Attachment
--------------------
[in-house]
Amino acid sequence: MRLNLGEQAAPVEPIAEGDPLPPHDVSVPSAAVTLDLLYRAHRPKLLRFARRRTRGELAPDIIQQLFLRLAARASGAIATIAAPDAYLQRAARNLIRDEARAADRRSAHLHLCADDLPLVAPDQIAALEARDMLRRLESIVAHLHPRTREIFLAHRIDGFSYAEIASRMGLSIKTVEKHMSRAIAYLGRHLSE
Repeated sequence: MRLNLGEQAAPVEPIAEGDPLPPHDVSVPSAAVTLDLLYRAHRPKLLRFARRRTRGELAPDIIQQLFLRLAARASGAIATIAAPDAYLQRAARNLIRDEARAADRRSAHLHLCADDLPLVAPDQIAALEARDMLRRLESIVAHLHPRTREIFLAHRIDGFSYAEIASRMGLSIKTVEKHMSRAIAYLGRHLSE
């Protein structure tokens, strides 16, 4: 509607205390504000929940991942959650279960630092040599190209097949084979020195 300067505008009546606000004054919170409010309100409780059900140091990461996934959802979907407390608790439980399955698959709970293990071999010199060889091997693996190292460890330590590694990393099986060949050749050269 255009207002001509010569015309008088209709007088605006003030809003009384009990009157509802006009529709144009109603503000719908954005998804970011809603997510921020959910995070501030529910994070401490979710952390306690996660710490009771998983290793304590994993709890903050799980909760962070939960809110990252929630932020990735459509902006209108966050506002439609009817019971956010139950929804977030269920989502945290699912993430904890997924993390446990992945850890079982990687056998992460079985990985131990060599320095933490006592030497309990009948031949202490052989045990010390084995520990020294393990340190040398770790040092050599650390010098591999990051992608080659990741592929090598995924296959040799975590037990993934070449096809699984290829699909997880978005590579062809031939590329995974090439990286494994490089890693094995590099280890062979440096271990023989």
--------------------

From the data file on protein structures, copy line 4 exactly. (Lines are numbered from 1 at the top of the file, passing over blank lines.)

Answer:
């Protein structure tokens, strides 16, 4: 509607205390504000929940991942959650279960630092040599190209097949084979020195 300067505008009546606000004054919170409010309100409780059900140091990461996934959802979907407390608790439980399955698959709970293990071999010199060889091997693996190292460890330590590694990393099986060949050749050269 255009207002001509010569015309008088209709007088605006003030809003009384009990009157509802006009529709144009109603503000719908954005998804970011809603997510921020959910995070501030529910994070401490979710952390306690996660710490009771998983290793304590994993709890903050799980909760962070939960809110990252929630932020990735459509902006209108966050506002439609009817019971956010139950929804977030269920989502945290699912993430904890997924993390446990992945850890079982990687056998992460079985990985131990060599320095933490006592030497309990009948031949202490052989045990010390084995520990020294393990340190040398770790040092050599650390010098591999990051992608080659990741592929090598995924296959040799975590037990993934070449096809699984290829699909997880978005590579062809031939590329995974090439990286494994490089890693094995590099280890062979440096271990023989």